Roundup #61: .NET Core 3.1, AWS CDK, JetBrains Space, How Buildings Learn

Here are the things that caught my eye recently in .NET.  I’d love to hear what you found most interesting this week.  Let me know in the comments or on Twitter.

Announcing .NET Core 3.1

We’re excited to announce the release of .NET Core 3.1. It’s really just a small set of fixes and refinements over .NET Core 3.0, which we released just over two months ago. The most important feature is that .NET Core 3.1 is an long-term supported (LTS) release and will be supported for three years. As we’ve done in the past, we wanted to take our time before releasing the next LTS release. The extra two months (after .NET Core 3.0) allowed us to select and implement the right set of improvements over what was already a very stable base. .NET Core 3.1 is now ready to be used wherever your imagination or business need takes it.

Link: https://devblogs.microsoft.com/dotnet/announcing-net-core-3-1/

AWS Cloud Development Kit (CDK) – Java and .NET are Now Generally Available

Today, we are happy to announce that Java and .NET support inside the AWS Cloud Development Kit (CDK) is now generally available. The AWS CDK is an open-source software development framework to model and provision your cloud application resources through AWS CloudFormationAWS CDK also offers support for TypeScript and Python.

Link: https://aws.amazon.com/blogs/aws/aws-cloud-development-kit-cdk-java-and-net-are-now-generally-available/

JetBrains: Welcome to Space!

Today at KotlinConf, we announced our brand new product Space, and we have already opened the Early Access Program.

Space is an integrated team environment that provides teams and organizations with the tools they need to collaborate effectively and efficiently. It has Git-based Version Control, Code Review, Automation (CI/CD) based on Kotlin Scripting, Package Repositories, Planning tools, Issue Tracker, Chats, Blogs, Meetings, and Team Directory, among other features.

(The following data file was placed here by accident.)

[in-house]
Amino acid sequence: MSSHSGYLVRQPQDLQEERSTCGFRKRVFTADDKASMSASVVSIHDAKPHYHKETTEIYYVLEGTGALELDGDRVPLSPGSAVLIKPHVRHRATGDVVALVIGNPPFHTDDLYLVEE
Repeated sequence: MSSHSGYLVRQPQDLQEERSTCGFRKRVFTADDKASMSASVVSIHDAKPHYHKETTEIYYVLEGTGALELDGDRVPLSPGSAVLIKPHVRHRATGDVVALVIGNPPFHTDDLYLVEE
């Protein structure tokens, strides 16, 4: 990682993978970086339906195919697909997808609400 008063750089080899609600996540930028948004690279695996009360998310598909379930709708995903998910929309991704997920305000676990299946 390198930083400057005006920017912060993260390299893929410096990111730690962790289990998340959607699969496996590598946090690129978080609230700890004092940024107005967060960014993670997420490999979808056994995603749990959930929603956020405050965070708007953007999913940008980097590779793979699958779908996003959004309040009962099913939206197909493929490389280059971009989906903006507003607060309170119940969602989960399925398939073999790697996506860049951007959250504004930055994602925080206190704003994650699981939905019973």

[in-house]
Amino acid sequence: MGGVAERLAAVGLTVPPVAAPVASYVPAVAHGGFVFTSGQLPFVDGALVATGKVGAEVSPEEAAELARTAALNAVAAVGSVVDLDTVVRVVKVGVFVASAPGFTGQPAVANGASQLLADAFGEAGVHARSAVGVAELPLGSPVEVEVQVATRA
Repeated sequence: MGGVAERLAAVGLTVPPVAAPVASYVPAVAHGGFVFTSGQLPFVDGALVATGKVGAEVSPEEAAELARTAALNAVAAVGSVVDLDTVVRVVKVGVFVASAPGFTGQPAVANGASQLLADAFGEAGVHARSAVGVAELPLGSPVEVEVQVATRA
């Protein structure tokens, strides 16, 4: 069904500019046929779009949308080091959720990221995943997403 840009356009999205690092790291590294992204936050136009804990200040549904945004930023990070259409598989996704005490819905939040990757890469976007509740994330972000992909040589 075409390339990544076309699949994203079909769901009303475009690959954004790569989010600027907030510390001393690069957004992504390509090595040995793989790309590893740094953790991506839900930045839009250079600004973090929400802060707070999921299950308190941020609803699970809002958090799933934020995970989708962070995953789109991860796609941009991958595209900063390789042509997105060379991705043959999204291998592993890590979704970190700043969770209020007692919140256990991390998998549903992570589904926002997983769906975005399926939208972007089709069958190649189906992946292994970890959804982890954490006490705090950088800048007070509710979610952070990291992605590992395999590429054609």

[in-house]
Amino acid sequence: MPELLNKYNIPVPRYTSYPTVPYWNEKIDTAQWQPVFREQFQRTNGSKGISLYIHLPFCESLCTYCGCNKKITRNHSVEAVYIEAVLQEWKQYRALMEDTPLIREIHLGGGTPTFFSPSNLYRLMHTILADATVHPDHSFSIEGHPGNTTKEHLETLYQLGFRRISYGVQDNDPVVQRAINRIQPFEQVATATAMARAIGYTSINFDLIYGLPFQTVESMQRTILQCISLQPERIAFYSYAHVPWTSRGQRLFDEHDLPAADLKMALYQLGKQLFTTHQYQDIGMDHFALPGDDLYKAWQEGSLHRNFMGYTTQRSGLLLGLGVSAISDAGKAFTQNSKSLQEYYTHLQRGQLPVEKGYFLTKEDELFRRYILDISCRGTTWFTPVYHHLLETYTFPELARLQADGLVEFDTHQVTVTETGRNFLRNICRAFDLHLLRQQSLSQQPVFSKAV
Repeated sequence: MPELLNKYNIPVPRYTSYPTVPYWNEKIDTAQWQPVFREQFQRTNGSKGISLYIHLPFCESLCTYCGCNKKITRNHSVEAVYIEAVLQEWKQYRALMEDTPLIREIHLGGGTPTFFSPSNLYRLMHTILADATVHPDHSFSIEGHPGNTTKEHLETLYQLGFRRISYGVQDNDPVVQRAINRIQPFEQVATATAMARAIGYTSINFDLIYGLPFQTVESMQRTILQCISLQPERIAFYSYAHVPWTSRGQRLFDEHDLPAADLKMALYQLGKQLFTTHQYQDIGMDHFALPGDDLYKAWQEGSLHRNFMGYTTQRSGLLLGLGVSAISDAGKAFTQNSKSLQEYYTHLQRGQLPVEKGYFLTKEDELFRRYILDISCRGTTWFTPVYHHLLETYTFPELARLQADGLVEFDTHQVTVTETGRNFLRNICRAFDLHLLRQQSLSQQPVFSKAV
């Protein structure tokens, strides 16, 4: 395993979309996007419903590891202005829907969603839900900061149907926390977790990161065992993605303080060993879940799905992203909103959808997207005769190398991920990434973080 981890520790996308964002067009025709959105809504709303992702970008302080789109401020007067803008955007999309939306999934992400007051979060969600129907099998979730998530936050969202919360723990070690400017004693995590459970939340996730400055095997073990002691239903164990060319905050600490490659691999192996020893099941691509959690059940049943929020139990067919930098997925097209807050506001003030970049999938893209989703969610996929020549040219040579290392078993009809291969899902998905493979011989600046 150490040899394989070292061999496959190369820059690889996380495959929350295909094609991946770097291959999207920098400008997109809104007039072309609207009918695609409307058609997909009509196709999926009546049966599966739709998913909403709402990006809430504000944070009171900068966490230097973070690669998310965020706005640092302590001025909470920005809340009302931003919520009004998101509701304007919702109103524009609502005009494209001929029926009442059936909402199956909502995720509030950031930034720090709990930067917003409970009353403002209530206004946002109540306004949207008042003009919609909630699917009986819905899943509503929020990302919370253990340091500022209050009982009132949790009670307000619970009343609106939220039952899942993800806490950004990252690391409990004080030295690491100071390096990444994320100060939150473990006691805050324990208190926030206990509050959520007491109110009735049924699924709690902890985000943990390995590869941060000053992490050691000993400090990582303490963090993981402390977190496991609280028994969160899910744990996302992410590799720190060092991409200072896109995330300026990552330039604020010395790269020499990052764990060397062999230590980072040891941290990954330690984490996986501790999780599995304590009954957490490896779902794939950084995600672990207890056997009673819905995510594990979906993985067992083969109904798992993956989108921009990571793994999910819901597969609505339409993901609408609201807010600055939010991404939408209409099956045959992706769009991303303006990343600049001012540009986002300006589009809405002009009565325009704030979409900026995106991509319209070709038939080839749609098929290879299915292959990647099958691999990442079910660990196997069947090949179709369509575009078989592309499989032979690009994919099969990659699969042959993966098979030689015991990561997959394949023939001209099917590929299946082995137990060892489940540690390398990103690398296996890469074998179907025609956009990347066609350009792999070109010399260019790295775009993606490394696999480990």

Link: https://blog.jetbrains.com/blog/2019/12/05/welcome-to-space/

How Buildings Learn

Link: https://www.youtube.com/watch?v=AvEqfg2sIH0

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Roundup #60: gRPC vs HTTP APIs, .NET Perception, Rider, WebWindow

Here are the things that caught my eye recently in .NET.  I’d love to hear what you found most interesting this week.  Let me know in the comments or on Twitter.

gRPC vs HTTP APIs

ASP.NET Core now enables developers to build gRPC services. gRPC is an opinionated contract-first remote procedure call framework, with a focus on performance and developer productivity. gRPC integrates with ASP.NET Core 3.0, so you can use your existing ASP.NET Core logging, configuration, authentication patterns to build new gRPC services.

Link: https://devblogs.microsoft.com/aspnet/grpc-vs-http-apis/

Perception of .NET

I thought this thread was fascinating. Very interesting to read some of the responses.

Link: https://twitter.com/joepetrakovich/status/1195941775342493696

Rider with Kirill Skrygan

In this episode I interviewed Kirill about Rider and ReSharper from JetBrains. Some of you may know Kirill from his work on both the ReShrarper and Rider projects, and some of his work on the JetBrains open source projects.

Link: https://dotnetcore.show/episode-38-rider-with-kirill-skyrgan/

Meet WebWindow, a cross-platform webview library for .NET Core

My last post investigated ways to build a .NET Core desktop/console app with a web-rendered UI without bringing in the full weight of Electron. This seems to have interested a lot of people, so I decided to upgrade it to newer technologies and add cross-platform support.